And he said to them, “Truly, I say to you, there are some standing here who will not taste death until they see the kingdom of God after it has come with power.” And after six days Jesus took with him Peter and James and John, and led them up a high mountain by themselves. And he was transfigured before them, and his clothes became radiant, intensely white, as no one on earth could bleach them. (Mark 9:1-3)
Sunday’s passage records a narrative that takes place merely six days after our last narrative, in which Jesus dropped a “truth bomb” to his disciples and all his would-be followers. Recall that a call to come to Jesus is a call to die – to die first to self, to die in Christ, and to be ready to physically die if following Christ results in such a fate. With such high stakes, why would anyone sign up?
Modern readers have much more context with which to understand these hard sayings. We have histories of martyrdom. We have 2,000 years of Christian witness in the world. We have stories of those who have persevered prison and torture for Christ. We have seen the gospel’s power permeate and impact the world. The original 12 disciples and the crowds that followed Jesus had none of those things.
Truly, they had everything they needed just as we do; they had the Lord Jesus himself and his trustworthy words. But Christ knew their hearts. He knew they needed the encouragement that comes from seeing. Yes, they already saw miracles. But now, armed with the “correct answer” that Jesus is the Christ, the disciples were ready to see a glimpse of his glory which would validate Jesus’ teaching that the kingdom of God is coming in power. The transfiguration serves as that glimpse.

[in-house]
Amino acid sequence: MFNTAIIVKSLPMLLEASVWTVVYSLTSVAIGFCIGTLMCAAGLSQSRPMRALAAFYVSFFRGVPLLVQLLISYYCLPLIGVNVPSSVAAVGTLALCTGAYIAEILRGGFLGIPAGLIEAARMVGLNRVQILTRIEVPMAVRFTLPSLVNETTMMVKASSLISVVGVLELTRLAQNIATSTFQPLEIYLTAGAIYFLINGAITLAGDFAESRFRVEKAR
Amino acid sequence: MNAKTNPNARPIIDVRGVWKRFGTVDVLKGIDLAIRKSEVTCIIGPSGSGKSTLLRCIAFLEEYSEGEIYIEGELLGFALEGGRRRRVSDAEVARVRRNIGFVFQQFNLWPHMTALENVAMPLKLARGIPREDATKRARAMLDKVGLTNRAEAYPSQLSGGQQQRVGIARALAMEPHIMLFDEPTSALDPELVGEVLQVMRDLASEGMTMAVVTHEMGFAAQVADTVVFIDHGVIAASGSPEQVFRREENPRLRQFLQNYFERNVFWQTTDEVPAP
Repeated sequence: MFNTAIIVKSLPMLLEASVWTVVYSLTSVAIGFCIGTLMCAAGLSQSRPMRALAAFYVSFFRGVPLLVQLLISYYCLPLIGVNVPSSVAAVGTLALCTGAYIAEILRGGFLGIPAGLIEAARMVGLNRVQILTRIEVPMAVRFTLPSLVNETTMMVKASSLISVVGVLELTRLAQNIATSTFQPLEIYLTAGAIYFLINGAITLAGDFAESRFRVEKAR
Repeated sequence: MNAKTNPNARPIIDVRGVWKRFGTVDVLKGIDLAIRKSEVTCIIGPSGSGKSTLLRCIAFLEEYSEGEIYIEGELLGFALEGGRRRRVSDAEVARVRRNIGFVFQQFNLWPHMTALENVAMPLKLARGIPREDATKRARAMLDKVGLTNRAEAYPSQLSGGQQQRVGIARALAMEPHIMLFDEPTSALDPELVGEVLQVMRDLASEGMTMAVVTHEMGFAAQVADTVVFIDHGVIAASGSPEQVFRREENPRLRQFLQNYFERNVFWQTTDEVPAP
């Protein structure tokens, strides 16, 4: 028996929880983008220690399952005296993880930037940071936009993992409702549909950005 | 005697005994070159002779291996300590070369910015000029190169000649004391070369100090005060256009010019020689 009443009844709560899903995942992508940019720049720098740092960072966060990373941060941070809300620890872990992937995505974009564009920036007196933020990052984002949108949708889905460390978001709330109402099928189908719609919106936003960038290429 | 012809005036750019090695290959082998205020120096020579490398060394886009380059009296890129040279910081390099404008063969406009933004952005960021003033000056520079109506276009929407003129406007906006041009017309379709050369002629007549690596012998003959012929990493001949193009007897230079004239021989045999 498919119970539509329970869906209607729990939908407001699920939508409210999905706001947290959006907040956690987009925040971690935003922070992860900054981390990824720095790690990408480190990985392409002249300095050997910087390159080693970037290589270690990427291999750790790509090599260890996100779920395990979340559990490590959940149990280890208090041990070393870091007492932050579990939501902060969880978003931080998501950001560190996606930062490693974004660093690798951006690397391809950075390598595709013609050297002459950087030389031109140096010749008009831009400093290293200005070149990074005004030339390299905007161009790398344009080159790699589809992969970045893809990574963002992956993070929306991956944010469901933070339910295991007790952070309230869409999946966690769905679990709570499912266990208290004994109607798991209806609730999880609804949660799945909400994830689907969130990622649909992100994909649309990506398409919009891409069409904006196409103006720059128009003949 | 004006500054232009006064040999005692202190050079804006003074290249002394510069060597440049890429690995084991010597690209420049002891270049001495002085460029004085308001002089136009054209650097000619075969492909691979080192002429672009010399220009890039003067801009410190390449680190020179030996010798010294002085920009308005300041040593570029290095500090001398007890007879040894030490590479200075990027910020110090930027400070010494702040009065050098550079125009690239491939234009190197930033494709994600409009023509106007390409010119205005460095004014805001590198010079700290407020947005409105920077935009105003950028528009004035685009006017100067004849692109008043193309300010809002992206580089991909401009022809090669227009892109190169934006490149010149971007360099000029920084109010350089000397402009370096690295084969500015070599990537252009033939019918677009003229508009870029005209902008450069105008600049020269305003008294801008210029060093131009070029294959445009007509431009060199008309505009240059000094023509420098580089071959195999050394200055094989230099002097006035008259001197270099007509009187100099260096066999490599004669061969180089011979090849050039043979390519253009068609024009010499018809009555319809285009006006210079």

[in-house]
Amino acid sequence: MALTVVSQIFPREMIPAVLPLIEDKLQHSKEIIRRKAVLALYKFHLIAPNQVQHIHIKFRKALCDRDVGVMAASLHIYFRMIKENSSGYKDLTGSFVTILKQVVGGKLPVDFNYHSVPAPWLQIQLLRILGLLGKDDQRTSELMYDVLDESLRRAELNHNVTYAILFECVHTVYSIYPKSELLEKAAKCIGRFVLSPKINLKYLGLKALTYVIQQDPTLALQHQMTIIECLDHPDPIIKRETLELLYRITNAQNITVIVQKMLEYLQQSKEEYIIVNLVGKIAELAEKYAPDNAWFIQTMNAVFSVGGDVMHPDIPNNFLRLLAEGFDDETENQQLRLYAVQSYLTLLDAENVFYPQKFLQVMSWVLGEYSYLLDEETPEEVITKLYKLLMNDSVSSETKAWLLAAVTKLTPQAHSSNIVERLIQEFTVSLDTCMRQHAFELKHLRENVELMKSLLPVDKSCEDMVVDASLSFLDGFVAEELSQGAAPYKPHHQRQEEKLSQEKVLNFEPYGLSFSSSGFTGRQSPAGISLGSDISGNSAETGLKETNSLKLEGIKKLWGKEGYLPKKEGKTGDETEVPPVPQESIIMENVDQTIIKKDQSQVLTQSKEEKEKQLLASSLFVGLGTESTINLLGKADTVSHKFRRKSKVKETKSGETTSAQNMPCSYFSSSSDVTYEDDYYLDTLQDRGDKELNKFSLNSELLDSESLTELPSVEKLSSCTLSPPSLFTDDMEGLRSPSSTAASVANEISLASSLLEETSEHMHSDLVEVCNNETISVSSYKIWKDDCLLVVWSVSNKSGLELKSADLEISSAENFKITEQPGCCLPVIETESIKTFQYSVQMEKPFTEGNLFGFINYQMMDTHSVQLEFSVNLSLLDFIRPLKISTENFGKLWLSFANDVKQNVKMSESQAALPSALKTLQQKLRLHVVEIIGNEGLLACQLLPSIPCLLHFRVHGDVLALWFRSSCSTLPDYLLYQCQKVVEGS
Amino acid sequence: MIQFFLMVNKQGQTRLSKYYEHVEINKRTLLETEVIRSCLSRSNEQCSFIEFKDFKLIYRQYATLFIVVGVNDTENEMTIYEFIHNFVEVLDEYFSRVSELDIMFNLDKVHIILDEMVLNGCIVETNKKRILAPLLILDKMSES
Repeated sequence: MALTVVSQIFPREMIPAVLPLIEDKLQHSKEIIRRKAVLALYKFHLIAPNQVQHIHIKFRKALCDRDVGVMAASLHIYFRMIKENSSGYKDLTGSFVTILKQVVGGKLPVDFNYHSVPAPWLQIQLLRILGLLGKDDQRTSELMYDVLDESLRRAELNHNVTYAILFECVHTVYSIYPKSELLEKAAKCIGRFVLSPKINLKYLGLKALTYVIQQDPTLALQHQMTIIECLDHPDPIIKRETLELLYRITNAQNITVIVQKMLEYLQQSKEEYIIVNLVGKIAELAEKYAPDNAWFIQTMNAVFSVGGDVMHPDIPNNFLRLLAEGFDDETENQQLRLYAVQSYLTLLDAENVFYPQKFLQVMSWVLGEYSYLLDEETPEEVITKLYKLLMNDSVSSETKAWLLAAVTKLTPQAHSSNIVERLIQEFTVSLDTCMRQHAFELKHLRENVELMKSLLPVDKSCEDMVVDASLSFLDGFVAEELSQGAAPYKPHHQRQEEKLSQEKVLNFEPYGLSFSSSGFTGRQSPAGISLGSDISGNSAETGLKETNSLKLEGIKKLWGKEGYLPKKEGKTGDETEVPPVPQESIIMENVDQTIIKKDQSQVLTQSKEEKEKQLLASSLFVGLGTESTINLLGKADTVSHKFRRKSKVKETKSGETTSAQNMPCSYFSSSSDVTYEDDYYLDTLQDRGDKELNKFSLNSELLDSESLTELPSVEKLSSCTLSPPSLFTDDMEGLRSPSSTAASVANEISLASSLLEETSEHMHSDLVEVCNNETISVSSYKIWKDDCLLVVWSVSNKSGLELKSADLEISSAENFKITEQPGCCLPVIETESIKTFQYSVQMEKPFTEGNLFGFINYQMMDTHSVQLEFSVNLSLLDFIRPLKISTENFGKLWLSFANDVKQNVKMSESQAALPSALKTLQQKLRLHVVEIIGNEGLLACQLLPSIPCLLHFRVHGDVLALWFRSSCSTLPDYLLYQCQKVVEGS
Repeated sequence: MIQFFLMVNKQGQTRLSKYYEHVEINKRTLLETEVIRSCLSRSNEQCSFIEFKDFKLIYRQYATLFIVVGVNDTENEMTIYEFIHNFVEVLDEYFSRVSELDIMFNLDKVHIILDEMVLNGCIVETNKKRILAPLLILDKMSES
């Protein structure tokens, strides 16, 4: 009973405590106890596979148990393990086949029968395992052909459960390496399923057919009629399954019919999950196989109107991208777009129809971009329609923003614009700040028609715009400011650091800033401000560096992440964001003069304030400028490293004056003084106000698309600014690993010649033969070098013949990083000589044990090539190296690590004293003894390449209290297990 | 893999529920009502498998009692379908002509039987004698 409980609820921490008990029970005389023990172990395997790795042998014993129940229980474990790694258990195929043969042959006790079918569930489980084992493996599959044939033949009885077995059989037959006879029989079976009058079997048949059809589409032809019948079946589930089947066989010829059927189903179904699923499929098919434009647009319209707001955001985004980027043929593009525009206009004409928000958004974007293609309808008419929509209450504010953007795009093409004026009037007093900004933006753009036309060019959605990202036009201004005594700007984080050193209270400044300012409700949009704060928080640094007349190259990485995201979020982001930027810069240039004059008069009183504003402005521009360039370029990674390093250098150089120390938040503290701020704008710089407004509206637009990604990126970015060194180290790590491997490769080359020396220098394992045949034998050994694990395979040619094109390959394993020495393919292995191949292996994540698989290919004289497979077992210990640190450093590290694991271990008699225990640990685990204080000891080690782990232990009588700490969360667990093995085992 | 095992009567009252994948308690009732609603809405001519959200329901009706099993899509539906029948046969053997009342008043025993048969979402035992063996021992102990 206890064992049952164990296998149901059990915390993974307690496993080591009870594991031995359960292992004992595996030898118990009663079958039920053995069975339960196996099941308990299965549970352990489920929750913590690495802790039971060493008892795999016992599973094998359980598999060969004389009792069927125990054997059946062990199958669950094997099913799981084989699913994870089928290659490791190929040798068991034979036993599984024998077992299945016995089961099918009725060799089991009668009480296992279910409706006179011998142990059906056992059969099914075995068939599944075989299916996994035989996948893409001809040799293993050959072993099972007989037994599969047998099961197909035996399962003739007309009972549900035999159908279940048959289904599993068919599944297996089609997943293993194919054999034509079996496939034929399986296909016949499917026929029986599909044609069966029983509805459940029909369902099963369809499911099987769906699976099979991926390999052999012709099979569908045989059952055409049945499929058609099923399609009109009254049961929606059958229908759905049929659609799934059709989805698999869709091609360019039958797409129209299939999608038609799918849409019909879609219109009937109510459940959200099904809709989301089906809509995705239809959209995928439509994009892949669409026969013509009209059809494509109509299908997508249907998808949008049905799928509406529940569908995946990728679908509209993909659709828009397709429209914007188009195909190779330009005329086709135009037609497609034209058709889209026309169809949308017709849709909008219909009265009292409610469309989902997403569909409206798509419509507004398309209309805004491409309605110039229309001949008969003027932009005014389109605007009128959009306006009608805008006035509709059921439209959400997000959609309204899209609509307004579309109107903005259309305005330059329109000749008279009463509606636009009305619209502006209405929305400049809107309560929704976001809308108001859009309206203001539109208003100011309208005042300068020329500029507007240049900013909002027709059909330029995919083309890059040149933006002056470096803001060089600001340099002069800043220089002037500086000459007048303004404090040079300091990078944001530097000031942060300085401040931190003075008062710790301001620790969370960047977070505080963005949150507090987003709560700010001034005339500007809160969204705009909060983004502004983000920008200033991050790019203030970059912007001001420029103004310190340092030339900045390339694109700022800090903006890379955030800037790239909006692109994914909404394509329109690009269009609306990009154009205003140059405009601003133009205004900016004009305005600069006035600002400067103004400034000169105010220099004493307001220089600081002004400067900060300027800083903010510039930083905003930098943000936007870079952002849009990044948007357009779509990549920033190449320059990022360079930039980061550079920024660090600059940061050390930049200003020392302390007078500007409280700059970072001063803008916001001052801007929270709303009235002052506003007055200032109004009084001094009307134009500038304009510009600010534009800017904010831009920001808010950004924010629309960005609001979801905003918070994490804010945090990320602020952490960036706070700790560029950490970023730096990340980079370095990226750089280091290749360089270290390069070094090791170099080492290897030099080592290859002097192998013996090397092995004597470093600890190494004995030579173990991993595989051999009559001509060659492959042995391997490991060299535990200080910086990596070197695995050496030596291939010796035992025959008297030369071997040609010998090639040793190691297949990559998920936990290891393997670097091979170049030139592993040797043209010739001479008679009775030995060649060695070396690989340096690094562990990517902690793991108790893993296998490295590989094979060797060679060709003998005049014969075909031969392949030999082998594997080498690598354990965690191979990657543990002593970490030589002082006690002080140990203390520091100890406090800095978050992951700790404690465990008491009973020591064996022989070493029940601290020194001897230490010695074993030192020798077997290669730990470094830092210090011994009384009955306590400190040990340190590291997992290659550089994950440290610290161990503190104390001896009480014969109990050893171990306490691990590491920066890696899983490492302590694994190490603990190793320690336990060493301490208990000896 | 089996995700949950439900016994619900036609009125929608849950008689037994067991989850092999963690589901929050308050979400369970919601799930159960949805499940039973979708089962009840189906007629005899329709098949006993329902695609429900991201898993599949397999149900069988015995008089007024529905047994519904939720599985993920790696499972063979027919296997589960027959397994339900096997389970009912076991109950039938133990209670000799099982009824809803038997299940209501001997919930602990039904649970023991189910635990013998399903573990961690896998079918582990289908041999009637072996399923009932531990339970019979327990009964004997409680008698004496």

Verse 1 of chapter 9 has been wrestled with over the years by commentators. When Jesus says that some who were alive then would see the kingdom coming in power, what did he mean? Did he mean the end of all things, the consummation of the kingdom, or something else? Many commentators believe that this verse is precisely referring to the transfiguration of Christ that we will consider this Sunday. That Christ was seen, if but for a moment, in his radiant glory affirms that he is the Son of God and that everything he said about the kingdom is coming true.
If we take this interpretative approach, we see more clearly the connection between Jesus’ hard statements on discipleship and the transfiguration event. The event is an encouraging affirmation that to come and die in Christ is not the end-all, but rather the beginning of a new, powerful, more glorious age that God will give to all those who deny themselves to follow Christ.